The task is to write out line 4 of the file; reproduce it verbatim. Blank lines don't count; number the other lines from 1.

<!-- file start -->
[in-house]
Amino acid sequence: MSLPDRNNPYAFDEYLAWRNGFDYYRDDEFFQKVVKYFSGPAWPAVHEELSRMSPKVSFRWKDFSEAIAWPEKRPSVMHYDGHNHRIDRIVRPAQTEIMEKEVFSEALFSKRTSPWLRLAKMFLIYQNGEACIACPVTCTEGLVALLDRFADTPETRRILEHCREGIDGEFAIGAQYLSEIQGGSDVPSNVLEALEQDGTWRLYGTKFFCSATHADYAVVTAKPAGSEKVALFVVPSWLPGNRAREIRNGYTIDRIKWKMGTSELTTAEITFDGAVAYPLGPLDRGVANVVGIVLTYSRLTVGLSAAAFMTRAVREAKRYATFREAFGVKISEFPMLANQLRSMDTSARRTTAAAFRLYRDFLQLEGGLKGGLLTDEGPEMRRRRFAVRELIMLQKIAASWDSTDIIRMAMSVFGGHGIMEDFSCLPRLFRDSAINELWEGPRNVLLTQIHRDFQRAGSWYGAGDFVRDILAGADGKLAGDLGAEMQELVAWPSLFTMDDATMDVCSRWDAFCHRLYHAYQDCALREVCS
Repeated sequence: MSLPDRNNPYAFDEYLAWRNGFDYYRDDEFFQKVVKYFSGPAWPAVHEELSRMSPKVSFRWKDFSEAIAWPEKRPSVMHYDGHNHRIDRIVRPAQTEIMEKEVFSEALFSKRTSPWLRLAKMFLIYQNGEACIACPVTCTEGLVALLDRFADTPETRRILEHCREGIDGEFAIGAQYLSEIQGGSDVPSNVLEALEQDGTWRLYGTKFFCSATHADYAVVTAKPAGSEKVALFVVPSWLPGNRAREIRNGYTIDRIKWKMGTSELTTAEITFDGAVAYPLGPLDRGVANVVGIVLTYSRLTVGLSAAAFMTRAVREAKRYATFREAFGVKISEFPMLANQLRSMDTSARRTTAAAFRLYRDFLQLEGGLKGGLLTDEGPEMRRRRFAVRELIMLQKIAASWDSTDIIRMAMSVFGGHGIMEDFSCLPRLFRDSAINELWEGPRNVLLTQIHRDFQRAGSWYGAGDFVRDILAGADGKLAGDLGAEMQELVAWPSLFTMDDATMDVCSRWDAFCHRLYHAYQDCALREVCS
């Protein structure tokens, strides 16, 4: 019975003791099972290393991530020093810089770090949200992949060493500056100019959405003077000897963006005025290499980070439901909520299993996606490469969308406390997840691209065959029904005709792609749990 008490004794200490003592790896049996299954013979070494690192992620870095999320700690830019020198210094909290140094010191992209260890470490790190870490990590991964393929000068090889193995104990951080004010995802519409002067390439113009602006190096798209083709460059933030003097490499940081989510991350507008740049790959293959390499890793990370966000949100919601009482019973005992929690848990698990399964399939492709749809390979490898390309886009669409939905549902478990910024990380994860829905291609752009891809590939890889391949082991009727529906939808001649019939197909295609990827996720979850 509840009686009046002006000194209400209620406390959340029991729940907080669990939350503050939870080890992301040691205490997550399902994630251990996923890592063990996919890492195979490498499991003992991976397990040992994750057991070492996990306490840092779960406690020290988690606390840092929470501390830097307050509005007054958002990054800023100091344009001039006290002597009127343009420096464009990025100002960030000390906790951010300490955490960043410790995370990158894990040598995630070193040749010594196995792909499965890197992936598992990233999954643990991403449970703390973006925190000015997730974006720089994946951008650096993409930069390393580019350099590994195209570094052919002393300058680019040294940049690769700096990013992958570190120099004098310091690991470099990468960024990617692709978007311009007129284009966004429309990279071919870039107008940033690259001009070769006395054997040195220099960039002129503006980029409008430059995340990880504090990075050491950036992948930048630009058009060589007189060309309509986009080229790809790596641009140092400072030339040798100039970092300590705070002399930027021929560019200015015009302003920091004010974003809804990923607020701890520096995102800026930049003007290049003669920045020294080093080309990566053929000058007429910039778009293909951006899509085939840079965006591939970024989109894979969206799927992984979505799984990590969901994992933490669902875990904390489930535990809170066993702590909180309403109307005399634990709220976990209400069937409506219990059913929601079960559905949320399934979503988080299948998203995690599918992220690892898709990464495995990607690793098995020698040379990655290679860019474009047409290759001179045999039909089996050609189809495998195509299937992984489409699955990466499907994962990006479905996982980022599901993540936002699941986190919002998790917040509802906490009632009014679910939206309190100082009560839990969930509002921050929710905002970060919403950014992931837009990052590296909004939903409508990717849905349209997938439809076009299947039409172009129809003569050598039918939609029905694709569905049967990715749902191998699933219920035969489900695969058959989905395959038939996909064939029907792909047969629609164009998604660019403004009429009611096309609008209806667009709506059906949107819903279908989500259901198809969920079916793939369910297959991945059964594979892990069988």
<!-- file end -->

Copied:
């Protein structure tokens, strides 16, 4: 019975003791099972290393991530020093810089770090949200992949060493500056100019959405003077000897963006005025290499980070439901909520299993996606490469969308406390997840691209065959029904005709792609749990 008490004794200490003592790896049996299954013979070494690192992620870095999320700690830019020198210094909290140094010191992209260890470490790190870490990590991964393929000068090889193995104990951080004010995802519409002067390439113009602006190096798209083709460059933030003097490499940081989510991350507008740049790959293959390499890793990370966000949100919601009482019973005992929690848990698990399964399939492709749809390979490898390309886009669409939905549902478990910024990380994860829905291609752009891809590939890889391949082991009727529906939808001649019939197909295609990827996720979850 509840009686009046002006000194209400209620406390959340029991729940907080669990939350503050939870080890992301040691205490997550399902994630251990996923890592063990996919890492195979490498499991003992991976397990040992994750057991070492996990306490840092779960406690020290988690606390840092929470501390830097307050509005007054958002990054800023100091344009001039006290002597009127343009420096464009990025100002960030000390906790951010300490955490960043410790995370990158894990040598995630070193040749010594196995792909499965890197992936598992990233999954643990991403449970703390973006925190000015997730974006720089994946951008650096993409930069390393580019350099590994195209570094052919002393300058680019040294940049690769700096990013992958570190120099004098310091690991470099990468960024990617692709978007311009007129284009966004429309990279071919870039107008940033690259001009070769006395054997040195220099960039002129503006980029409008430059995340990880504090990075050491950036992948930048630009058009060589007189060309309509986009080229790809790596641009140092400072030339040798100039970092300590705070002399930027021929560019200015015009302003920091004010974003809804990923607020701890520096995102800026930049003007290049003669920045020294080093080309990566053929000058007429910039778009293909951006899509085939840079965006591939970024989109894979969206799927992984979505799984990590969901994992933490669902875990904390489930535990809170066993702590909180309403109307005399634990709220976990209400069937409506219990059913929601079960559905949320399934979503988080299948998203995690599918992220690892898709990464495995990607690793098995020698040379990655290679860019474009047409290759001179045999039909089996050609189809495998195509299937992984489409699955990466499907994962990006479905996982980022599901993540936002699941986190919002998790917040509802906490009632009014679910939206309190100082009560839990969930509002921050929710905002970060919403950014992931837009990052590296909004939903409508990717849905349209997938439809076009299947039409172009129809003569050598039918939609029905694709569905049967990715749902191998699933219920035969489900695969058959989905395959038939996909064939029907792909047969629609164009998604660019403004009429009611096309609008209806667009709506059906949107819903279908989500259901198809969920079916793939369910297959991945059964594979892990069988």